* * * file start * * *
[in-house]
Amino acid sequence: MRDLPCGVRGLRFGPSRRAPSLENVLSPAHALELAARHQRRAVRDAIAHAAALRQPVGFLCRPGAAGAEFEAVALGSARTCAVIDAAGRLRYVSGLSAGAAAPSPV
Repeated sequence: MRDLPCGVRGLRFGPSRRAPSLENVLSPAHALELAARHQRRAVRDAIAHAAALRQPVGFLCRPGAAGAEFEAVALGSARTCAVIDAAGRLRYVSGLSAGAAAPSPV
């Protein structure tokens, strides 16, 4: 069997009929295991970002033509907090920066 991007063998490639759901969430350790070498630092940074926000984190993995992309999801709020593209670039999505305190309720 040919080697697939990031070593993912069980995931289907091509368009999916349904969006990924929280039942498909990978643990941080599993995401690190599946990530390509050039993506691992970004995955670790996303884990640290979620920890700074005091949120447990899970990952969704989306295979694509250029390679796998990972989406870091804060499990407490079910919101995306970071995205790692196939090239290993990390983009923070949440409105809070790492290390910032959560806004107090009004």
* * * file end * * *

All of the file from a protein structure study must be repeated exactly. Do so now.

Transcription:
[in-house]
Amino acid sequence: MRDLPCGVRGLRFGPSRRAPSLENVLSPAHALELAARHQRRAVRDAIAHAAALRQPVGFLCRPGAAGAEFEAVALGSARTCAVIDAAGRLRYVSGLSAGAAAPSPV
Repeated sequence: MRDLPCGVRGLRFGPSRRAPSLENVLSPAHALELAARHQRRAVRDAIAHAAALRQPVGFLCRPGAAGAEFEAVALGSARTCAVIDAAGRLRYVSGLSAGAAAPSPV
């Protein structure tokens, strides 16, 4: 069997009929295991970002033509907090920066 991007063998490639759901969430350790070498630092940074926000984190993995992309999801709020593209670039999505305190309720 040919080697697939990031070593993912069980995931289907091509368009999916349904969006990924929280039942498909990978643990941080599993995401690190599946990530390509050039993506691992970004995955670790996303884990640290979620920890700074005091949120447990899970990952969704989306295979694509250029390679796998990972989406870091804060499990407490079910919101995306970071995205790692196939090239290993990390983009923070949440409105809070790492290390910032959560806004107090009004």